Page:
Travelers to Europe in past years did not often
include Romania in their itinerary, and the difficulties of today make
such a trip impossible. But this year at Christmas thousands of
Romania's sons and daughters in other lands remember the festivities
they once enjoyed—whether they came from Bucharest, Oradea, Timisoara,
or some tiny community that cannot be found on a map.
They speak of the delicious "Turta," the special cake made for "Nosterea
Domnului Isus" (Christmas Eve). Its thin coats of rolled dough
represented the swaddling clothes of the Christ Child. The dough was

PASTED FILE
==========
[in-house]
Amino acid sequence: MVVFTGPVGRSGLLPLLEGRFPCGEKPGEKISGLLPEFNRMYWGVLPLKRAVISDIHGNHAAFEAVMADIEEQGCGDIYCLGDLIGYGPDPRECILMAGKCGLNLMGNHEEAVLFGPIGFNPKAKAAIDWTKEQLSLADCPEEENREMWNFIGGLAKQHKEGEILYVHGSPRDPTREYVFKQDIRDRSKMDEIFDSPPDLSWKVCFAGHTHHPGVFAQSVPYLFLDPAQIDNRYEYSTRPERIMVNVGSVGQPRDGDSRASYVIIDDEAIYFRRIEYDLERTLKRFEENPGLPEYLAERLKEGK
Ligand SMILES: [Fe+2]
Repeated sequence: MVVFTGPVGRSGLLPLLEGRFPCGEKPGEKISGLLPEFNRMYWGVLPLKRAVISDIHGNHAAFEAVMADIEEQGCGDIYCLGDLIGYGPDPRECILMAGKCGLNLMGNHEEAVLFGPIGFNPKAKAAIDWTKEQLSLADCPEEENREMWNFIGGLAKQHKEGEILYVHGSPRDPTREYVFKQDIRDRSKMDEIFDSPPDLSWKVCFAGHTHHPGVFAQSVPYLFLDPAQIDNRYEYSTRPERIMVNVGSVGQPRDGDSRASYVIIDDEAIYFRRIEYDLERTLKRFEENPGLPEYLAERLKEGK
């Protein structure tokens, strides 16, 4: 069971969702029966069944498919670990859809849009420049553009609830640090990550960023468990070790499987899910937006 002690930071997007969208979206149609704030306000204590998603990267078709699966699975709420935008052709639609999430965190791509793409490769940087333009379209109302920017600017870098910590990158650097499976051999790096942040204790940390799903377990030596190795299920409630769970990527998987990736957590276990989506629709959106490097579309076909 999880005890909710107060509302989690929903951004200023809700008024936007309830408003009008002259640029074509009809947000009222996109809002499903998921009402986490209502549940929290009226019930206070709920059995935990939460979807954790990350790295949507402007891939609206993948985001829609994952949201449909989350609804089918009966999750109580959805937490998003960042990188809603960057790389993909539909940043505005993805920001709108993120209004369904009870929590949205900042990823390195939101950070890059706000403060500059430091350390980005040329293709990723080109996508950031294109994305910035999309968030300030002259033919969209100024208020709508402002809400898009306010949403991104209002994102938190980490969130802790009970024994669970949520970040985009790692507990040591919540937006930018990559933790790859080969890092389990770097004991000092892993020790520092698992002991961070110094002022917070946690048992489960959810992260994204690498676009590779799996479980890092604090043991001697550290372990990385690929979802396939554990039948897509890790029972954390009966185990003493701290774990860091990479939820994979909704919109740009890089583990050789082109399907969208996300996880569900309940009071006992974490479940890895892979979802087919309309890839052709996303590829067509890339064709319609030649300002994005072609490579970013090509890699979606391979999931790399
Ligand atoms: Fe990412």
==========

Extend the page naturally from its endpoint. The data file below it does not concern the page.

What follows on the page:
made the night before, and it was the custom for father and mother to
take it out into the garden. Father then would go from tree to tree
threatening to cut each one down—and mother would try to prevent him
from touching the tree each time, saying, "Spare this tree, for next
year it will be as heavy with fruit as my fingers are with dough."
The men remember how as boys they went from house to house on Christmas
night singing carols and reciting poems. Old legends were told and
retold. They carried a "Steaua," a wooden star covered with gilt or
decorated with colored paper, on a long pole. The star framed a picture
of the Nativity. Sometimes bells and ribbons were used to make the
Steaua even more beautiful. And when the lighted candle was placed
inside, everyone said it looked like a heavenly lantern.